It is with great pleasure that I bring this Joycean kidlit post on St. Patrick's Day, spotlighting a little known work by the Irish icon of literary iconoclasm. Somewhere between The House That Jack Built and "the hoax that jokes bilked" lies James Joyce's children's book The Cat and the Devil.
Written in 1936 as a letter to his grandson, Stephen James Joyce, The Cat and the Devil reveals Joyce as an endearing "Nonno." It begins, "My dear Stevie: I sent you a little cat filled with sweets a few days ago but perhaps you do not know the story about the cat of Beaugency."
Based on an "old French story," according to the James Joyce Centre, The Cat and the Devil bubbles forth in Joysprick now and then, but otherwise reads like Joyce "the Grandpa," having fun spinning a yarn.
[The most Joycean word we find is "Bellsybabble" (see photo excerpt below), which, incidentally, is misspelled in the Schocken edition as "Bellybabble."]
The Cat and the Devil recounts the origins of the bridge over the Loire River in Beaugency, France, built in one night by the Devil after striking a deal with the Lord Mayor. The Devil built the bridge on the condition that he could keep the first soul to cross it.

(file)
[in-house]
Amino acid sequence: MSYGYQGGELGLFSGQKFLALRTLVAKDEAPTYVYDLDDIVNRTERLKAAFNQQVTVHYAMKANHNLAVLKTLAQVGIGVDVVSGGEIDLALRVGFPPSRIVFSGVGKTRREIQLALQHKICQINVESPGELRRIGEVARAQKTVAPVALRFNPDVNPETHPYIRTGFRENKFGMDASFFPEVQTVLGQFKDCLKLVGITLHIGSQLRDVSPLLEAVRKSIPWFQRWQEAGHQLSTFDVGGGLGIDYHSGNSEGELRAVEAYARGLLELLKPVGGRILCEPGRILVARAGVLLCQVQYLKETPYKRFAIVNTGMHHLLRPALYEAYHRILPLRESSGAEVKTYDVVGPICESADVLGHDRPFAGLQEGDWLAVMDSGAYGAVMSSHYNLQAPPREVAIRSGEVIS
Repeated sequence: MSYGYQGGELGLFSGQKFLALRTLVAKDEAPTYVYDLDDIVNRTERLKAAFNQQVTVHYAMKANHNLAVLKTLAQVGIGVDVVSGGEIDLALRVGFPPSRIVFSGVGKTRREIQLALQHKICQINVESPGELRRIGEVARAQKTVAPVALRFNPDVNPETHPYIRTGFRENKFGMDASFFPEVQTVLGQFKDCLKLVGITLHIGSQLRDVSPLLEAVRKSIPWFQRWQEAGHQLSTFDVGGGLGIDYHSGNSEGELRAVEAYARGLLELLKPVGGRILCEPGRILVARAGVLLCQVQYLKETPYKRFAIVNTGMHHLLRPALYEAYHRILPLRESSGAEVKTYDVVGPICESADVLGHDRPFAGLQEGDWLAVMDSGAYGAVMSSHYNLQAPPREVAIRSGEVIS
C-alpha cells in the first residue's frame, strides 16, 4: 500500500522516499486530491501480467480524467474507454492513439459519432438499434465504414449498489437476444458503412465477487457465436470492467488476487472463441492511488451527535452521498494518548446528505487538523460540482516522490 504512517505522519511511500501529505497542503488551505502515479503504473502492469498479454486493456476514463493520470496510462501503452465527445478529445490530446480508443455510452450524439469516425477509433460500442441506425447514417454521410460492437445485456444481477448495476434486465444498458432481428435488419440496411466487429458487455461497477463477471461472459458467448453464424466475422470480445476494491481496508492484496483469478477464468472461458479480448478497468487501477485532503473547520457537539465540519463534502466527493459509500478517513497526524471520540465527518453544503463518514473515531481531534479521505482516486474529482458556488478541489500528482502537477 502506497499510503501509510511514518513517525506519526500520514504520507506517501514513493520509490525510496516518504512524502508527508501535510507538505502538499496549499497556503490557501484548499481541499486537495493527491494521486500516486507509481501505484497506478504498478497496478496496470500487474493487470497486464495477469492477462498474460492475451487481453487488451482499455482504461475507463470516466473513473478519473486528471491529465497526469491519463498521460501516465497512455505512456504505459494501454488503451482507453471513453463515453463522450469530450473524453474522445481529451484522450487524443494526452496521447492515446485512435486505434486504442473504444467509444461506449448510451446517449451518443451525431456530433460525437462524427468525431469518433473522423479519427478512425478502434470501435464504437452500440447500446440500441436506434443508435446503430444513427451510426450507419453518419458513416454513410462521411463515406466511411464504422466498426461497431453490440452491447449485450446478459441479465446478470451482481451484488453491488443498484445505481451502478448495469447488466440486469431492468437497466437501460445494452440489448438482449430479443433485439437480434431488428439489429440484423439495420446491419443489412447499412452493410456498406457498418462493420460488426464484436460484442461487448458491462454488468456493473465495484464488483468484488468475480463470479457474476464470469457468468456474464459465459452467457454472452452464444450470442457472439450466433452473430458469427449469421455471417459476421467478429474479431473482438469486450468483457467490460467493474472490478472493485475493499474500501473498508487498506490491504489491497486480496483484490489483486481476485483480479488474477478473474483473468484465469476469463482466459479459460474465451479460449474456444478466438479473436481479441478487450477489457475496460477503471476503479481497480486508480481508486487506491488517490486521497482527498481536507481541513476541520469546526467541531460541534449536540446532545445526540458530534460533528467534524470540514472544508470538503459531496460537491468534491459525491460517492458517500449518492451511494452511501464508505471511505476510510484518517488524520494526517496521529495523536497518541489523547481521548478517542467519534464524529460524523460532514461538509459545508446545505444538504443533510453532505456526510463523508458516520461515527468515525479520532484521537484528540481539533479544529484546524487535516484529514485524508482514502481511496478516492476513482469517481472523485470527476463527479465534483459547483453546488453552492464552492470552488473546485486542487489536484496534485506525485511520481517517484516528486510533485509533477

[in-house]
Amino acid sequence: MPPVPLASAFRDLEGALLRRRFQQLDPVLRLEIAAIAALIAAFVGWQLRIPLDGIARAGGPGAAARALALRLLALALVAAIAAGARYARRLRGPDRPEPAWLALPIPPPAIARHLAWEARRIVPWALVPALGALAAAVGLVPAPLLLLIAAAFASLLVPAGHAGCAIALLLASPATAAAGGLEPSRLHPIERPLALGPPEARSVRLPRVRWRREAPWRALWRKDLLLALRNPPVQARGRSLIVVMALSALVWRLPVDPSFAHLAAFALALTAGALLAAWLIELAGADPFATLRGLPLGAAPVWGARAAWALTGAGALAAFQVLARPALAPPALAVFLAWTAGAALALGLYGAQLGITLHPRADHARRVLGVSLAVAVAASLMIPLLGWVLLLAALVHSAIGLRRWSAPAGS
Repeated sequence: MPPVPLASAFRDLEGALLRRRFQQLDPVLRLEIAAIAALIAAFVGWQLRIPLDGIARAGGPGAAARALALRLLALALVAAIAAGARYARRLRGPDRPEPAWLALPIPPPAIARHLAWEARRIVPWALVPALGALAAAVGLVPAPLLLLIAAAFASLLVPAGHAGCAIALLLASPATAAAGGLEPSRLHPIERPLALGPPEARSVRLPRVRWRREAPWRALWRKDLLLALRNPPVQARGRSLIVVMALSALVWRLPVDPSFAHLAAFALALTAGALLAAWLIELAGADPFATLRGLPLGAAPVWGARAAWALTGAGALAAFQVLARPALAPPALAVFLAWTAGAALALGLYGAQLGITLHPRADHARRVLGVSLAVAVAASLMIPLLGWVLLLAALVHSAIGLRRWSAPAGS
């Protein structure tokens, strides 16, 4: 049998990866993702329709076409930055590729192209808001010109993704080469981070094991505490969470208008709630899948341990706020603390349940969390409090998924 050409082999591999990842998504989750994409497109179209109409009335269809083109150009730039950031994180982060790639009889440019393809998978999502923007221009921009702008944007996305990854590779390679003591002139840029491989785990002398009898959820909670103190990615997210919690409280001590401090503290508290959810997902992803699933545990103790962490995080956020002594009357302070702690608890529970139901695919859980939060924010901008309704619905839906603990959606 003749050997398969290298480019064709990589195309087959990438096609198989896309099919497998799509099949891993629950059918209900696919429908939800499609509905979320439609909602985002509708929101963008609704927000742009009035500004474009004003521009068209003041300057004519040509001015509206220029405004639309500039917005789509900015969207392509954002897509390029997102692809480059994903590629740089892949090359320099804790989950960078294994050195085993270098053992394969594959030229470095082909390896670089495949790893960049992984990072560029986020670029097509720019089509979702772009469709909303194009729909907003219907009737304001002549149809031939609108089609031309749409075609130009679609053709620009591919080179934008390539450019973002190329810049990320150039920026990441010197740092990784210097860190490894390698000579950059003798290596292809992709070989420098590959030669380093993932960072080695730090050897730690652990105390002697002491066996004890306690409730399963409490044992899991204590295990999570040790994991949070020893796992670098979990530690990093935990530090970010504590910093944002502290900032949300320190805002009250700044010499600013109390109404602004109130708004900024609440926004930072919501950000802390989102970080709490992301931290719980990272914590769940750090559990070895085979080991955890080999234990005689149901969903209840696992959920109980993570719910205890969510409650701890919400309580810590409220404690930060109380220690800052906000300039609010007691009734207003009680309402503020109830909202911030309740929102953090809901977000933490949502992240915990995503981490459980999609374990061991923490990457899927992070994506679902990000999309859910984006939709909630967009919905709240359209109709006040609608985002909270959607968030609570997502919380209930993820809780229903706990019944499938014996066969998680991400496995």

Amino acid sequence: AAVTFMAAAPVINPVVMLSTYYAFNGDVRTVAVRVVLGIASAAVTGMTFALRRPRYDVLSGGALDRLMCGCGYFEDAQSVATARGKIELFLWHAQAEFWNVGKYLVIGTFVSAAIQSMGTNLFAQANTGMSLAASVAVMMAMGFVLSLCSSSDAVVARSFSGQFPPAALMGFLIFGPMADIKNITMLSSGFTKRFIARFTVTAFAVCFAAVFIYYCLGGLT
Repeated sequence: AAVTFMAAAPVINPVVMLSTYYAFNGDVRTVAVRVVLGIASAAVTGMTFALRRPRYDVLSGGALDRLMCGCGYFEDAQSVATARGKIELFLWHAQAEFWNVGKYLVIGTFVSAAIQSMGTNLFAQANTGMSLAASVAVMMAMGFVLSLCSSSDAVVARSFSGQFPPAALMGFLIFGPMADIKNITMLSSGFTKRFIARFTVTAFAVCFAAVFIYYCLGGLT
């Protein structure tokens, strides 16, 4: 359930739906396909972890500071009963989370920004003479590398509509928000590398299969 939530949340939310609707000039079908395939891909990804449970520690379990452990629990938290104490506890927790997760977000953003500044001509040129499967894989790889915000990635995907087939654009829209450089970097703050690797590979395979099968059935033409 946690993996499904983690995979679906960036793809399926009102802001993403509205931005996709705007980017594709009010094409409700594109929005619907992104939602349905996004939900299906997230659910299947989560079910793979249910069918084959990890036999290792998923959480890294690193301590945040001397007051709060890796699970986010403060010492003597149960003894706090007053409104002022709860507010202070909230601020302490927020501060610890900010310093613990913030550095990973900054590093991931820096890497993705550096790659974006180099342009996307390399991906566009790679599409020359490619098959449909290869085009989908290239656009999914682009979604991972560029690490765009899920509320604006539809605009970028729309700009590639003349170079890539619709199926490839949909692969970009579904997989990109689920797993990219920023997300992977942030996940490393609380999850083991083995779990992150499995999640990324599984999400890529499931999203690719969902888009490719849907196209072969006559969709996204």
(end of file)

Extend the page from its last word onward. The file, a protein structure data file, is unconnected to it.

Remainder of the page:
The Lord Mayor, Monsieur Alfred Byrne (named after an Irish nationalist politician), ultimately outwits the Devil with the aid of an unwitting cat. No spoilers here. You're going to have to visit a library, or buy your own copy, to read the rest.
Joyce had a wonderful sense of humor, although that fact is sometimes lost on readers who writhe in the rhythms of the Wake. Nevertheless, behold the biting humor in the photo above (be Joyce the devil himself?), which concludes the story of The Cat and the Devil. Enjoyce!
P.S. For extra fun, check out this link to see super-cool illustrations of The Cat and the Devil for a Croatian edition of the book by illustrator and painter Tomislav Torjanac.
I wonder how one translates "Bellsybabble" in Croatian? Comment away if you have any idea. Thanks!